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Hyperprolactinemia

January 23, 2022

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Hyperprolactinemia is a condition in which a person has higher than normal levels of the hormone prolactin in the blood. Hyperprolactinemia can lead to menstrual disturbances, estrogen deficiency and testosterone deficiency, infertility, and breast milk production (galactorrhea).  

Prolactin is made by the pituitary gland, a pea-sized organ found at the base of the brain. The main function of prolactin is to stimulate lactation (breast milk production) after childbirth, so having high prolactin levels in pregnancy is normal. Production of prolactin is controlled by two main hormones: dopamine and estrogen. These hormones send a message to the pituitary gland primarily indicating whether to begin or cease the production of prolactin. Dopamine restrains the production of prolactin, while estrogen increases it.  

Endocrine Condition 

In addition to promoting lactation, prolactin decreases other pituitary hormones—luteinizing hormone and follicle-stimulating hormone—that normally stimulate the function of ovaries and testes. Therefore, high prolactin causes low estrogen in women and low testosterone in men and decreases fertility in both women and men. Low estrogen and testosterone also can result in bone loss and osteoporosis

A blood test is used to detect excess prolactin. If prolactin levels are high, more tests are usually done to check for other hormones including thyroid hormone levels and to rule out pregnancy in womenLow thyroid (hypothyroidism) sometimes causes hyperprolactinemiaA test for an abnormal form of prolactin (macroprolactin) might also need to be done. Macroprolactin does not cause any health problems.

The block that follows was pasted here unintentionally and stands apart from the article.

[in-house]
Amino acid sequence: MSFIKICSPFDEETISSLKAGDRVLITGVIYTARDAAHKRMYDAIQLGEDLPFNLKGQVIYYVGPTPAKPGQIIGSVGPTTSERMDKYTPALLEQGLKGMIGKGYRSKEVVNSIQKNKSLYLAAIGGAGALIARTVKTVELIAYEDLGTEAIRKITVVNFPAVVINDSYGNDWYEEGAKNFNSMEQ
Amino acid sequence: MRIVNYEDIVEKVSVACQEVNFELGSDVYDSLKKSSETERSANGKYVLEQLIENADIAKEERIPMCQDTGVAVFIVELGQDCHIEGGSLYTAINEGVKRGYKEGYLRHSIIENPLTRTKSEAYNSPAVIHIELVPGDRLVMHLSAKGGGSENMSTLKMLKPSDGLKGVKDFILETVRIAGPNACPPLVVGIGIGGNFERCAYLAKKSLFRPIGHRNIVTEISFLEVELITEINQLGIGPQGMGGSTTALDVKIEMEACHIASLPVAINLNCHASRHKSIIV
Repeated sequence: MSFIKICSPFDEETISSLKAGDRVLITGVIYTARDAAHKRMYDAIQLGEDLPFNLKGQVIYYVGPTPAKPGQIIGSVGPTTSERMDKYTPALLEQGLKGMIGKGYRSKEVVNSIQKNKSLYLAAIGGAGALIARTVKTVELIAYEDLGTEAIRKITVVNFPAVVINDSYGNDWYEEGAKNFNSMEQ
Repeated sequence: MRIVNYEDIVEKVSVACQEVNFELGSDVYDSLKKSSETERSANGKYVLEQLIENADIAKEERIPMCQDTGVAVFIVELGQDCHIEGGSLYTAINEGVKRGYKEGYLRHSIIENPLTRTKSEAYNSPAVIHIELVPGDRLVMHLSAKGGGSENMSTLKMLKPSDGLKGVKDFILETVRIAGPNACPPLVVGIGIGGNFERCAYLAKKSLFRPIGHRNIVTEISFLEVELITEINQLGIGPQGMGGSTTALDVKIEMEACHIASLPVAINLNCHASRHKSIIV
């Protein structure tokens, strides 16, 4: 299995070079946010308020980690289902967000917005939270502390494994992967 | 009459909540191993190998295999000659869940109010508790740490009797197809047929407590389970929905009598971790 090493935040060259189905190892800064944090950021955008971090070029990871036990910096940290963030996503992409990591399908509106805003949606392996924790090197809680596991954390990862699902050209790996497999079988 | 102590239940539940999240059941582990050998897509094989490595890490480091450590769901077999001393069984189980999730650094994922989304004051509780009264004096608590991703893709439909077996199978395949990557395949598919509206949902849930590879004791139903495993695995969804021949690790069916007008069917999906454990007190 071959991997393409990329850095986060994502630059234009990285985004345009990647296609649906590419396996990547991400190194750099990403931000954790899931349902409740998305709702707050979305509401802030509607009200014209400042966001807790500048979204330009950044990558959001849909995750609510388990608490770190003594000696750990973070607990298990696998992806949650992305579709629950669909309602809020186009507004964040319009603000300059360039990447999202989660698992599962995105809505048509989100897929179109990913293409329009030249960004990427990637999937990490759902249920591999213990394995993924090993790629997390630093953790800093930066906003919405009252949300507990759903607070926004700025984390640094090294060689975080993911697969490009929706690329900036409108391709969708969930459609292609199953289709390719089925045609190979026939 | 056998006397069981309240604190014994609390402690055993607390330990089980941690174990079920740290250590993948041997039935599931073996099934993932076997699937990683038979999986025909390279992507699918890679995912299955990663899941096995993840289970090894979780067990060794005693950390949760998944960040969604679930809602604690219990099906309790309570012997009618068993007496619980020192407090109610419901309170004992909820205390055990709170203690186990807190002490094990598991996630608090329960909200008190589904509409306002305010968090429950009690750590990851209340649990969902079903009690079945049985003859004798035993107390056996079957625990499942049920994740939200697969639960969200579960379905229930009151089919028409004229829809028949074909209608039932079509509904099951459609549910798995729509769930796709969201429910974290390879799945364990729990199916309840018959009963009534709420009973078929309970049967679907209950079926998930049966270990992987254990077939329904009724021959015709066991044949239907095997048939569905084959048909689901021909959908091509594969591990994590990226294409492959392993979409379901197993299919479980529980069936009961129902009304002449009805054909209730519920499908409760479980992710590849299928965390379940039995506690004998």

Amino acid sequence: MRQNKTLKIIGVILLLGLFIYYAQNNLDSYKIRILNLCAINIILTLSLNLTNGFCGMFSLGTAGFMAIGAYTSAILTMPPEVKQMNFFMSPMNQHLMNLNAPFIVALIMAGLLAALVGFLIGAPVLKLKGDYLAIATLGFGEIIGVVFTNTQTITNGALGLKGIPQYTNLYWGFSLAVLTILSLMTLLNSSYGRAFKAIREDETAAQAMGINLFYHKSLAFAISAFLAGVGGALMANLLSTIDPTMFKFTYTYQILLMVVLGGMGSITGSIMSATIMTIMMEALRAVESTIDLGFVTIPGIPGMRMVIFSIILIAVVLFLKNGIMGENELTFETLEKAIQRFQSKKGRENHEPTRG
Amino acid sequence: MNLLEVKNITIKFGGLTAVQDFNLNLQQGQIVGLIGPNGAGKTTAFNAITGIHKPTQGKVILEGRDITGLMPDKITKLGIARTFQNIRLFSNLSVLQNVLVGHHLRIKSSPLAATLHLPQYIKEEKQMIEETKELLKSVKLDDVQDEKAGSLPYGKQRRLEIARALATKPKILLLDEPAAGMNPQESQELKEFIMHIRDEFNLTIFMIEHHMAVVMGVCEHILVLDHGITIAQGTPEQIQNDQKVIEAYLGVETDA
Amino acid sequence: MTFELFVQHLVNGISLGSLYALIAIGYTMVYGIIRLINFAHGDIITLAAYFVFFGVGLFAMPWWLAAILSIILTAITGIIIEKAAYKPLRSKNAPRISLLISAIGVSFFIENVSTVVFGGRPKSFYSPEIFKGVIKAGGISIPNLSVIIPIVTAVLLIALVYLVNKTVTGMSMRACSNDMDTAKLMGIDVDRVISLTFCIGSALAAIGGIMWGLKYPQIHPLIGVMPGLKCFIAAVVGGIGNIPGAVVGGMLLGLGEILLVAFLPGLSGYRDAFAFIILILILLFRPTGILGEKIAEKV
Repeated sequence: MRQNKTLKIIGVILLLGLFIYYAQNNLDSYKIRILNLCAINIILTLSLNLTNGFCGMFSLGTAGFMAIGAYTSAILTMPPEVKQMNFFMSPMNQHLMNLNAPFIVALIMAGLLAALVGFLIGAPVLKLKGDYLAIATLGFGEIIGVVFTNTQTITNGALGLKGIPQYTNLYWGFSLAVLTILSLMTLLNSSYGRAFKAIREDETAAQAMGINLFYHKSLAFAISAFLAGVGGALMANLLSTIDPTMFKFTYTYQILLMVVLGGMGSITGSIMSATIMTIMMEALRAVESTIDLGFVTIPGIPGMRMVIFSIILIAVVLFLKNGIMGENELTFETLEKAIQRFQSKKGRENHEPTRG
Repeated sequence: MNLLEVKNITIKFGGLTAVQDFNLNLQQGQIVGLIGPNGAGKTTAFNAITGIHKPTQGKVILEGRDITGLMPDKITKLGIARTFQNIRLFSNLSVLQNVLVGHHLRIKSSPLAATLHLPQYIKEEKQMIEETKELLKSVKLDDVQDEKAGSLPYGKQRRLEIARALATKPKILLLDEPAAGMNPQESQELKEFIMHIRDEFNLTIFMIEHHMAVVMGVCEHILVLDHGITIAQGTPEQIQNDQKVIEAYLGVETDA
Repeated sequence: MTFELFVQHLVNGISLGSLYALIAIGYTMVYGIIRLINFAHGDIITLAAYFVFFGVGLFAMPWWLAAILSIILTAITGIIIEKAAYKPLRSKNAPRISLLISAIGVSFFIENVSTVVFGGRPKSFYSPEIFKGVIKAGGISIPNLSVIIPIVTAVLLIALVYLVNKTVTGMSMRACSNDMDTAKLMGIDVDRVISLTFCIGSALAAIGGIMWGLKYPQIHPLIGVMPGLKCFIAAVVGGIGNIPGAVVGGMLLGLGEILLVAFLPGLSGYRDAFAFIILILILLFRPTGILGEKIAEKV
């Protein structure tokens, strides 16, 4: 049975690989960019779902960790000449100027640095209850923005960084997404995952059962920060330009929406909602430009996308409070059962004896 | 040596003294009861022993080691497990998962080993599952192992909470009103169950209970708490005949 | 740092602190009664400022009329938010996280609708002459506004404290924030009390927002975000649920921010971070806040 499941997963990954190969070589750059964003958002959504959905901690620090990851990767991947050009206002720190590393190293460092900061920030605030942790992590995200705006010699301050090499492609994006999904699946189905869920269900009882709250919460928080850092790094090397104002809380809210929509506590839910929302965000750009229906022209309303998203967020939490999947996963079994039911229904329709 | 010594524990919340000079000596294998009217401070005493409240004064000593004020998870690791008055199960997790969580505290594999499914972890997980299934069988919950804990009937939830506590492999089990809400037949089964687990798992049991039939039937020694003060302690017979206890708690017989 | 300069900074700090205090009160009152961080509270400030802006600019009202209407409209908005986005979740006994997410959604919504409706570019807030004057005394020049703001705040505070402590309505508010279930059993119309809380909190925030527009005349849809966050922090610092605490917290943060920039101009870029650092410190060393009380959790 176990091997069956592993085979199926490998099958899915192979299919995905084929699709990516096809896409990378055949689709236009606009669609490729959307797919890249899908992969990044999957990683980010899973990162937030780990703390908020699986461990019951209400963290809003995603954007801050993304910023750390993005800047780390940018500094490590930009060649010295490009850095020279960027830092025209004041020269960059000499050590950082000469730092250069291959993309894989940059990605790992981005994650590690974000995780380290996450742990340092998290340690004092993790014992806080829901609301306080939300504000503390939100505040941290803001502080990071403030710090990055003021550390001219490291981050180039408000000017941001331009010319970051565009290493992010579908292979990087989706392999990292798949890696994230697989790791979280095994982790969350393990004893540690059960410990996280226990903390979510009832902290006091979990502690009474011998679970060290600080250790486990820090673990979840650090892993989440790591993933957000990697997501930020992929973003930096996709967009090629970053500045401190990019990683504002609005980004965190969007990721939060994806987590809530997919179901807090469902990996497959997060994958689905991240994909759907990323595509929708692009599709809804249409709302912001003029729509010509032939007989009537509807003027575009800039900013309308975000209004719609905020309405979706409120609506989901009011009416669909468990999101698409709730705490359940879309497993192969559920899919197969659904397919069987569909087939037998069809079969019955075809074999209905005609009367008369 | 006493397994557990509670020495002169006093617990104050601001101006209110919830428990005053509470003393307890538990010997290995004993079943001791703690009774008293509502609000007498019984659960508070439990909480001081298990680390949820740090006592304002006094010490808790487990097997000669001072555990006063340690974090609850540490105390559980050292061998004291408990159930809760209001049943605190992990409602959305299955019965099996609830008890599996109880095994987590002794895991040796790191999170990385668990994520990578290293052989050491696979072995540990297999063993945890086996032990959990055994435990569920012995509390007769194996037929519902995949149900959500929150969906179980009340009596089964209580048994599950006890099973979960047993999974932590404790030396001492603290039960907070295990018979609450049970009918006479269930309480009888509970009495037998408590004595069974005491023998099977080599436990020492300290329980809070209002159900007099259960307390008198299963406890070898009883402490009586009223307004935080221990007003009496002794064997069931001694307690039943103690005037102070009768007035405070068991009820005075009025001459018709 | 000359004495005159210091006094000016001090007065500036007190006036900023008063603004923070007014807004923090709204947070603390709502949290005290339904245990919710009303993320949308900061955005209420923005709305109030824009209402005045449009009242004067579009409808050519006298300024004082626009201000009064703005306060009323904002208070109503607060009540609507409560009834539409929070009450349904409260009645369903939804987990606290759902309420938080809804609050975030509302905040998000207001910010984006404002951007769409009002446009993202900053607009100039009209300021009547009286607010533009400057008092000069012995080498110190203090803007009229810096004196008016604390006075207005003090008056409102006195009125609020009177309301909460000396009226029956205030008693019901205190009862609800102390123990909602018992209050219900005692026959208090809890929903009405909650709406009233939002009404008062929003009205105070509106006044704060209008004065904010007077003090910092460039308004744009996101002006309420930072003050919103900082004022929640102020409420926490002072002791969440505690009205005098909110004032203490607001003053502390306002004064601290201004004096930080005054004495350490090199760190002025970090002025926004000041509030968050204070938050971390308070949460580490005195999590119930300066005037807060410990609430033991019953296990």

Your doctor will also ask about other conditions and get a detailed list of the medications you are taking since some of them can cause elevated prolactin. Many times, excess prolactin is produced by a pituitary tumor that is called prolactinoma. Other growths in the pituitary area can also cause hyperprolactinemia.

If a pituitary tumor is suspected, an MRI (magnetic resonance imaging) of the brain and pituitary is often the next step. Using a special machine that creates images of body tissues, an MRI can reveal a pituitary tumor and show its size. 

Both men and women may have infertility, decreased sex drive, and bone loss. In addition, women may have:

  • Vaginal dryness, leading to pain during intercourse
  • Problems with menstruation—having no periods or irregular periods
  • Production of breast milk when not pregnant or nursing

Men may also have:

  • Erectile dysfunction—trouble getting or keeping an erection
  • Breast enlargement, called gynecomastia
  • Decreased muscle mass and body hair